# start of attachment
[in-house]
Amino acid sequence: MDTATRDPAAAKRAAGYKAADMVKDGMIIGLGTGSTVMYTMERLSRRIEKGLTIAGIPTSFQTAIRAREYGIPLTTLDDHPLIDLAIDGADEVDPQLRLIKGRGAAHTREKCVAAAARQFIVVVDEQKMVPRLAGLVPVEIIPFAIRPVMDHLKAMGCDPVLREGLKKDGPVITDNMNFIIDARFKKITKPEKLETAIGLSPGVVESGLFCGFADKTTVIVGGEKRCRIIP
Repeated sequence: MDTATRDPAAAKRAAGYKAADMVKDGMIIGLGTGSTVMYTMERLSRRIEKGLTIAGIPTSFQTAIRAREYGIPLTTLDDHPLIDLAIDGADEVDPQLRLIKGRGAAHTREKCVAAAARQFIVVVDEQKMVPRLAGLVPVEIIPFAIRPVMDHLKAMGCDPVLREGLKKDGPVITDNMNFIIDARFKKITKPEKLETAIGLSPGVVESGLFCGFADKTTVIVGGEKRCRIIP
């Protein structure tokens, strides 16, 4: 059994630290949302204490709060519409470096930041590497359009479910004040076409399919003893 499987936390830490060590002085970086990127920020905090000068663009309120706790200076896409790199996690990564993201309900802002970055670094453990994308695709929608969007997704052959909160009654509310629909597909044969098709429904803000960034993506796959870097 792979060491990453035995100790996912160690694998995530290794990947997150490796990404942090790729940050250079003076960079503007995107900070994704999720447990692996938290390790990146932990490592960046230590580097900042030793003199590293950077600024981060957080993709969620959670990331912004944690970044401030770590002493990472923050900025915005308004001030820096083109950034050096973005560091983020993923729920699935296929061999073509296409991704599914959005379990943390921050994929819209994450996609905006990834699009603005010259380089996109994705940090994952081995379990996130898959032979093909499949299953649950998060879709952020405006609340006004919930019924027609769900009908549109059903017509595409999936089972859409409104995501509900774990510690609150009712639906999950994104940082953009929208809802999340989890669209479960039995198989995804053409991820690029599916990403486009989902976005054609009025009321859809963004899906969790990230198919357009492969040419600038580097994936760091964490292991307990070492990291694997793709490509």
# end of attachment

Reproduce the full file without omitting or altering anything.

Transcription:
[in-house]
Amino acid sequence: MDTATRDPAAAKRAAGYKAADMVKDGMIIGLGTGSTVMYTMERLSRRIEKGLTIAGIPTSFQTAIRAREYGIPLTTLDDHPLIDLAIDGADEVDPQLRLIKGRGAAHTREKCVAAAARQFIVVVDEQKMVPRLAGLVPVEIIPFAIRPVMDHLKAMGCDPVLREGLKKDGPVITDNMNFIIDARFKKITKPEKLETAIGLSPGVVESGLFCGFADKTTVIVGGEKRCRIIP
Repeated sequence: MDTATRDPAAAKRAAGYKAADMVKDGMIIGLGTGSTVMYTMERLSRRIEKGLTIAGIPTSFQTAIRAREYGIPLTTLDDHPLIDLAIDGADEVDPQLRLIKGRGAAHTREKCVAAAARQFIVVVDEQKMVPRLAGLVPVEIIPFAIRPVMDHLKAMGCDPVLREGLKKDGPVITDNMNFIIDARFKKITKPEKLETAIGLSPGVVESGLFCGFADKTTVIVGGEKRCRIIP
């Protein structure tokens, strides 16, 4: 059994630290949302204490709060519409470096930041590497359009479910004040076409399919003893 499987936390830490060590002085970086990127920020905090000068663009309120706790200076896409790199996690990564993201309900802002970055670094453990994308695709929608969007997704052959909160009654509310629909597909044969098709429904803000960034993506796959870097 792979060491990453035995100790996912160690694998995530290794990947997150490796990404942090790729940050250079003076960079503007995107900070994704999720447990692996938290390790990146932990490592960046230590580097900042030793003199590293950077600024981060957080993709969620959670990331912004944690970044401030770590002493990472923050900025915005308004001030820096083109950034050096973005560091983020993923729920699935296929061999073509296409991704599914959005379990943390921050994929819209994450996609905006990834699009603005010259380089996109994705940090994952081995379990996130898959032979093909499949299953649950998060879709952020405006609340006004919930019924027609769900009908549109059903017509595409999936089972859409409104995501509900774990510690609150009712639906999950994104940082953009929208809802999340989890669209479960039995198989995804053409991820690029599916990403486009989902976005054609009025009321859809963004899906969790990230198919357009492969040419600038580097994936760091964490292991307990070492990291694997793709490509």